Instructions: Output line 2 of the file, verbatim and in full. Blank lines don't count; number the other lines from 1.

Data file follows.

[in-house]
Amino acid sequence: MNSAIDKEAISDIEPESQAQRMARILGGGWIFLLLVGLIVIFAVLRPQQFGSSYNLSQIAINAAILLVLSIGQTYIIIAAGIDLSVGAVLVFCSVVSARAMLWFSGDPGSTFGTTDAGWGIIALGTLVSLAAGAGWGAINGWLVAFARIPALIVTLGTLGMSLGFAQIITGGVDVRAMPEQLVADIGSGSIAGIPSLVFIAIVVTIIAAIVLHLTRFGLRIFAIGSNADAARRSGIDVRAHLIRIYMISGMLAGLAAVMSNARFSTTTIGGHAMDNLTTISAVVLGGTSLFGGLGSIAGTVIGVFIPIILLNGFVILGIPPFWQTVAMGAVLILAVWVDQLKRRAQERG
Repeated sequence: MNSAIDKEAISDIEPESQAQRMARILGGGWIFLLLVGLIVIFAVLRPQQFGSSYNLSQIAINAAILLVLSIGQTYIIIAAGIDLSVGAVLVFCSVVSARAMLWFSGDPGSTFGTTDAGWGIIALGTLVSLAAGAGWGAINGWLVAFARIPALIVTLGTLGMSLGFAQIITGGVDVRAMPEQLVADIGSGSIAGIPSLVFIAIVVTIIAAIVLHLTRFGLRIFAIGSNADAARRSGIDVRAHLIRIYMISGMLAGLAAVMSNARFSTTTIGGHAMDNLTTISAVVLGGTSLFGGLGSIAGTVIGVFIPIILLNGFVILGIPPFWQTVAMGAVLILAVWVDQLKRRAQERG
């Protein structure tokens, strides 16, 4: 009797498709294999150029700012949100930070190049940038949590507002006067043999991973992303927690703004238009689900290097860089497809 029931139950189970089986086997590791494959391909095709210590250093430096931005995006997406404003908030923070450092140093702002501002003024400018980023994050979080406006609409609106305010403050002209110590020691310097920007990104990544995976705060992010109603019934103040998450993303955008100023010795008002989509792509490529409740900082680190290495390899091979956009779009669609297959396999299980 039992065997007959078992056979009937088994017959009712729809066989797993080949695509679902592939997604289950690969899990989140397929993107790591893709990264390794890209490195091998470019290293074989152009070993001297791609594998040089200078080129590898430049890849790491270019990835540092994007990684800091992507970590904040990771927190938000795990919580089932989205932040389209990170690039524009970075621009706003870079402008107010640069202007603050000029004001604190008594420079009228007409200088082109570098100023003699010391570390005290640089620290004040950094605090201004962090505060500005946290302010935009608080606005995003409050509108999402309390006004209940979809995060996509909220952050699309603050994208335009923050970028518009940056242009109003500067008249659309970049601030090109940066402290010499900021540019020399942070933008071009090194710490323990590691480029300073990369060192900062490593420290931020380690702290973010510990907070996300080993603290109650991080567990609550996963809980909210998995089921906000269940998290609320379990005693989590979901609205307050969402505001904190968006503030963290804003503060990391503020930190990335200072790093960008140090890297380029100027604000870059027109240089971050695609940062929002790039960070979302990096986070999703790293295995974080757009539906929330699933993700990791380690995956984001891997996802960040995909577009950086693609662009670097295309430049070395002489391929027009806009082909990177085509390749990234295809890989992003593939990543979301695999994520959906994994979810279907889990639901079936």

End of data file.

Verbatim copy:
Amino acid sequence: MNSAIDKEAISDIEPESQAQRMARILGGGWIFLLLVGLIVIFAVLRPQQFGSSYNLSQIAINAAILLVLSIGQTYIIIAAGIDLSVGAVLVFCSVVSARAMLWFSGDPGSTFGTTDAGWGIIALGTLVSLAAGAGWGAINGWLVAFARIPALIVTLGTLGMSLGFAQIITGGVDVRAMPEQLVADIGSGSIAGIPSLVFIAIVVTIIAAIVLHLTRFGLRIFAIGSNADAARRSGIDVRAHLIRIYMISGMLAGLAAVMSNARFSTTTIGGHAMDNLTTISAVVLGGTSLFGGLGSIAGTVIGVFIPIILLNGFVILGIPPFWQTVAMGAVLILAVWVDQLKRRAQERG